PoleVolt™, an electric vehicle charging station developed by UNC Charlotte’s Energy Production and Infrastructure Center (EPIC) in partnership with Duke Energy, the city of Charlotte and the Centralina Regional Council was unveiled at the Ritz at Washington Heights park Thursday, Feb. 24, as part of Gov. Roy Cooper’s Charlotte visit to promote the Clean Energy and Equitable Economy for All executive order.
“The transition by vehicle manufacturers to electric vehicles is upon us and this station is just one example of how North Carolina is getting ready," said Cooper. "The quicker we move, the more affordable electric vehicles will become for everyday people. Our state is moving toward an equitable clean energy economy and public-private partnerships like this one will help make that happen."
PoleVolt™, the first universal electric vehicle charging solution of its kind in the country, provides a solution for people that lack the off-street parking needed for home charging systems. Nearly 90% of electric vehicle charging is expected to happen at home, but only about 50% of vehicles in the United States are parked at single-family homes with easy access to electric power. And in urban areas, many vehicles park curbside.
Placing charging stations in the public right-of-way along the curb can be expensive and difficult because of the potential need to run underground wiring and install new charging bollards in or near sidewalks. Funding from the U.S. Department of Energy’s Vehicle Technology Office allowed the team to address this access disparity in a cost-effective manner, as PoleVolt™ can be installed on existing street lights, allowing the use of existing infrastructure.
“As North Carolina's urban research university, UNC Charlotte is uniquely positioned to partner with Duke Energy, the city of Charlotte and the Centralina Regional Council in the development of the PoleVolt™,” said Rob Keynton, dean of The William States Lee College of Engineering. “PoleVolt™ is just one of many examples of how UNC Charlotte's research combined with community and business partnerships leads to creative solutions for current and relevant societal needs."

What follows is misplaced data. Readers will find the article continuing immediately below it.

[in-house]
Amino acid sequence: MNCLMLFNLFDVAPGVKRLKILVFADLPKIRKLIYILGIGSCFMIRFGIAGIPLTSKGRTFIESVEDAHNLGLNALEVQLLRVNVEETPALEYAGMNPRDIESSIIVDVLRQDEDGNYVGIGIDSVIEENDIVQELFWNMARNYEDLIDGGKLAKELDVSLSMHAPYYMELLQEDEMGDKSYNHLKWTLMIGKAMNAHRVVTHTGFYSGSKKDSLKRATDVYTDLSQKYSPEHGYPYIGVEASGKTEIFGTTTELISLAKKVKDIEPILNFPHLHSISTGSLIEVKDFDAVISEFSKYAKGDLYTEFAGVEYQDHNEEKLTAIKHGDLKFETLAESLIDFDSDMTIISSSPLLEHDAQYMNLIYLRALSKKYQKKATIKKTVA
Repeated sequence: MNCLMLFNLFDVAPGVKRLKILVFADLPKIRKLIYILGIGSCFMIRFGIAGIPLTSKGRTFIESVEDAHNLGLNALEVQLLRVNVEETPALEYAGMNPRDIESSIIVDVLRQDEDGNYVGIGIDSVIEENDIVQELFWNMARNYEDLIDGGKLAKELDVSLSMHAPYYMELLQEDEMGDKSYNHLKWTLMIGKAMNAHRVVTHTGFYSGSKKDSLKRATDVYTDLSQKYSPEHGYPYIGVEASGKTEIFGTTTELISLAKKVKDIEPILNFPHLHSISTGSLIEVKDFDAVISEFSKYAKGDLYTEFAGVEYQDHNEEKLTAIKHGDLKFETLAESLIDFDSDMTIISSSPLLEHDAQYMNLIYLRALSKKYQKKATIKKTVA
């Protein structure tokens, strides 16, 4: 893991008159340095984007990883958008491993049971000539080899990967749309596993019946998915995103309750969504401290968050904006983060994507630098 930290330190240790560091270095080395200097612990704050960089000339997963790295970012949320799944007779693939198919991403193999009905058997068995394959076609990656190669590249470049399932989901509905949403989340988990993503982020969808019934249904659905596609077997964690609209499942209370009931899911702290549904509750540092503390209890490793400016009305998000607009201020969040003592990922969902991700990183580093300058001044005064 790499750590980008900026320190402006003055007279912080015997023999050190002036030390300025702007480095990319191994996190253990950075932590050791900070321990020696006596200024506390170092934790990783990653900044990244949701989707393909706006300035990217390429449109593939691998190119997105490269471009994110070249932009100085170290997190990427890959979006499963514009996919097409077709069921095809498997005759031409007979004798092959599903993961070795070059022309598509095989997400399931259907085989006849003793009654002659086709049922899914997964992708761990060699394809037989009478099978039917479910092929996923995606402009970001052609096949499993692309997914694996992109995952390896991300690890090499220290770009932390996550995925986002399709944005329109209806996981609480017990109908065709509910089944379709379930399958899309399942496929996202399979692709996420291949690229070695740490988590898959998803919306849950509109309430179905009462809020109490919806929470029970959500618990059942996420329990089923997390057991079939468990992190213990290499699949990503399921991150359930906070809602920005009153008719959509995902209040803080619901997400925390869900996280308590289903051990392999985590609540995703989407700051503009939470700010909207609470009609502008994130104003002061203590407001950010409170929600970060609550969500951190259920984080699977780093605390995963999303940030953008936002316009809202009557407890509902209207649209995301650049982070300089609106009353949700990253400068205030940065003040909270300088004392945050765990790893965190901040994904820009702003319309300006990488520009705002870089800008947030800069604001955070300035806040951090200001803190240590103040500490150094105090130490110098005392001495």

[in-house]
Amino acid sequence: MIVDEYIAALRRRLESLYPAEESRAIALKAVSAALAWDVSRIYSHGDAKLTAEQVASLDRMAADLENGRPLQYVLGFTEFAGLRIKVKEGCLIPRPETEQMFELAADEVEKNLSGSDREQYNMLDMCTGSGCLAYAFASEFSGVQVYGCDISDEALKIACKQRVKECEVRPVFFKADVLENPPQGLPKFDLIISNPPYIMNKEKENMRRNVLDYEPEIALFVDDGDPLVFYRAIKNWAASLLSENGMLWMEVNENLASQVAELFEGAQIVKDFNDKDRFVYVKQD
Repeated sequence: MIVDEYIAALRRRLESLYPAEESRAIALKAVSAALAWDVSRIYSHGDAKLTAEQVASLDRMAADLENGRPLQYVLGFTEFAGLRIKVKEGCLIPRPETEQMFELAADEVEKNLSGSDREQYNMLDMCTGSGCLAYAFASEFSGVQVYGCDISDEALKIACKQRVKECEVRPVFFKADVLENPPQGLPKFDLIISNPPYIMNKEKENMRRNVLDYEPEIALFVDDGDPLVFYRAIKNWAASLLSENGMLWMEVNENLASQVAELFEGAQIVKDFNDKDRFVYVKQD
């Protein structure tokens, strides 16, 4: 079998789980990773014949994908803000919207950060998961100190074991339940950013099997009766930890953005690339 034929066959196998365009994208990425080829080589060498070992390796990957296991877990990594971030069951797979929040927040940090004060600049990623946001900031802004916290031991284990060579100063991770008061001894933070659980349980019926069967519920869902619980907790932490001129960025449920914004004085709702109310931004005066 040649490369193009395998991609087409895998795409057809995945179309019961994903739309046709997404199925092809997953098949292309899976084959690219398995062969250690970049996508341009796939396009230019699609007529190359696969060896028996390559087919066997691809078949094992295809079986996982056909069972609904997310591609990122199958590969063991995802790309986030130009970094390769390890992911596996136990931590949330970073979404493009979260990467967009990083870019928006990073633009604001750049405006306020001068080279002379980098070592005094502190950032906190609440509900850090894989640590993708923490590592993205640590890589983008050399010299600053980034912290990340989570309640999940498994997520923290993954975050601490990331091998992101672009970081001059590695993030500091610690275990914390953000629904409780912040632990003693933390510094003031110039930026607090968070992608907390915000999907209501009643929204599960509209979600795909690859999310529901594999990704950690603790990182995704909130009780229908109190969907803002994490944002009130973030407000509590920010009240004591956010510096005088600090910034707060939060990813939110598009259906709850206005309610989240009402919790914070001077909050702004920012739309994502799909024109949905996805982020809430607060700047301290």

Two UNC Charlotte undergraduate engineering students — Grady Harwood and Philip Harmon — led the development of the project’s cloud-based software to launch charging from a smartphone. The students, along with Rob Cox, associate director of EPIC, gave a demonstration of the PoleVolt™ to the governor and Charlotte Mayor Vi Lyles.
“PoleVolt™ allows us to look at new innovation through the lens of equity,” said Lyles. “This new station is an example of the city’s commitment to both sustainability and to the residents in our vital Corridors of Opportunity, areas of our city that have been underrepresented in the past.”
Photo, inset, Engineering student Grady Harwood, part of the PoleVolt™ development team, meets the governor during the demonstration of the EV charging station.